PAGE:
The ski rental shop was closed when we had arrived on the Sunday evening but, as I had pre-booked the childrens’ skis, on our first morning the rental equipment was ready for us, there was no queuing and we were all buffet-fed, kitted up and ready to head to the telecabine by 9.45am! An absolute joy in terms of logistics was seeing that the telecabine (bubble lift) was situated directly opposite the hotel, with the lift pass kiosks alongside.
Exploring the Mountain
It’s not possible to see the extent of the ski area of St Lary from the village, and on our first day in a mix of low cloud and fresh snow we didn’t really get a chance to discover the area fully. From the top of the telecabine, where you emerge at an area called Pla d’Adet (1700m), we dropped straight down to the little green run/path to the new six man chair ‘Bouleaux’. This whisked us up the side flank of this first mountain. We could see to our left there were a few lifts serving a selection of blue runs directly above Pla d’Adet, but these runs looked busy with the first skiers of the day and ski school groups and our plan was to traverse over to an area where we could see a bubble lift to give our little possie of children some protection from the chilly weather.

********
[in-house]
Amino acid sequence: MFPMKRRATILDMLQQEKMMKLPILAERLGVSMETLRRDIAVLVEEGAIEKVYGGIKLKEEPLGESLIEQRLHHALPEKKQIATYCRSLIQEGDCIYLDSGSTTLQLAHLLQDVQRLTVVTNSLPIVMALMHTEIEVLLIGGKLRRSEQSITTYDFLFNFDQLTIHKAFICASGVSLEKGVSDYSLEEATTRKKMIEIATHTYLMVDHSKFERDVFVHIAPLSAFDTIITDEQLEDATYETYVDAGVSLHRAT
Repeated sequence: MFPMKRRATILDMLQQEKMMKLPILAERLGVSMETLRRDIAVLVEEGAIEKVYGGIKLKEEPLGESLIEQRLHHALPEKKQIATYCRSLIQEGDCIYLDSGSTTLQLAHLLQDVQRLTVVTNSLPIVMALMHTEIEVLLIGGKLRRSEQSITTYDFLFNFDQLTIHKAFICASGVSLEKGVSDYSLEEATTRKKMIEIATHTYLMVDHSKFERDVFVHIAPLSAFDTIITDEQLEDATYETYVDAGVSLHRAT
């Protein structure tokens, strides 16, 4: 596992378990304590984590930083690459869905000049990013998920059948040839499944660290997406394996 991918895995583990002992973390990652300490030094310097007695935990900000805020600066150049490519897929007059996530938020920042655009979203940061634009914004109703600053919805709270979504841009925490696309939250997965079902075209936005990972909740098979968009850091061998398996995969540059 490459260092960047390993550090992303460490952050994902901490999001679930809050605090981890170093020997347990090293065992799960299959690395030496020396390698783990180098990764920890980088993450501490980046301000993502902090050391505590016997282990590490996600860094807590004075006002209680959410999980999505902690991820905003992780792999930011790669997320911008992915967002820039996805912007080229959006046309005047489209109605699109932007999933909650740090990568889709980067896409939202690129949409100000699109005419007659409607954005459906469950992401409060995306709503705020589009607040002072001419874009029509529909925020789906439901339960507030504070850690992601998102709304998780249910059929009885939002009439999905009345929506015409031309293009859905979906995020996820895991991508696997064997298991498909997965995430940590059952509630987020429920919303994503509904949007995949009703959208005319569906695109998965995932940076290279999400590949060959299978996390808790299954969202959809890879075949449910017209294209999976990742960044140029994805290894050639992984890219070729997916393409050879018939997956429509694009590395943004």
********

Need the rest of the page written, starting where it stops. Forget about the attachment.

After an easy blue traverse (Corniches) and a lovely path down through some trees where the visibility was better, we made it to the Portet bubble (1900m). It’s a throwback to the egg bubbles of old but, out of the wind and snow, we had happy kids! We found lovely powder under the Soumaye chairlift which we connected to from the top of the bubble, with the children being able to safely dip in and out of the powder just to the side of the red Mirabelle piste.
Over the top of the Soumaye chair, as we discovered on our following clearer days, the area opens out and three drag lifts access some wonderful cruising blue and red runs. These pistes were almost empty which the children loved. If only we’d have had a picnic with us, there was an idyllic little sectioned-off picnic area here too.
We didn’t try the steeper Isard drag-lift on the opposite side of the valley as we didn’t want to have children falling off the button lift. Talking of which… on our visit to the Lac de L’Oule refuge, our youngest didn’t quite make the steeper Corneblanque button lift, although he did make it high enough to ski down on to the lovely red L’oule run through the trees to lunch.
On our first day in the cold and wind, the Trois Guides restaurant was perfectly placed at the bottom of the Soumaye chair, connecting to the blue ‘tortes’ path back to the Lita chair and on to the bubble lift home. We had delicious local garbure soup – huge chunks of ham in thick vegetable soup and the bambinos were happy with steak-hache frites, all served by friendly waiters to our table in the eaves of the building, which we loved. At approximately 10 Euros per head including drinks this was good value.
On our second sunnier day we discovered the ski area over the back of the Soumaye chair over to the Glacier poma lifts and on down to Refuge de L’Oule. This little restaurant has stunning views above Lac de L’Oule. It is self-service restaurant but fairly quick to serve despite the small queue and plenty of space to sit outside in the sunshine.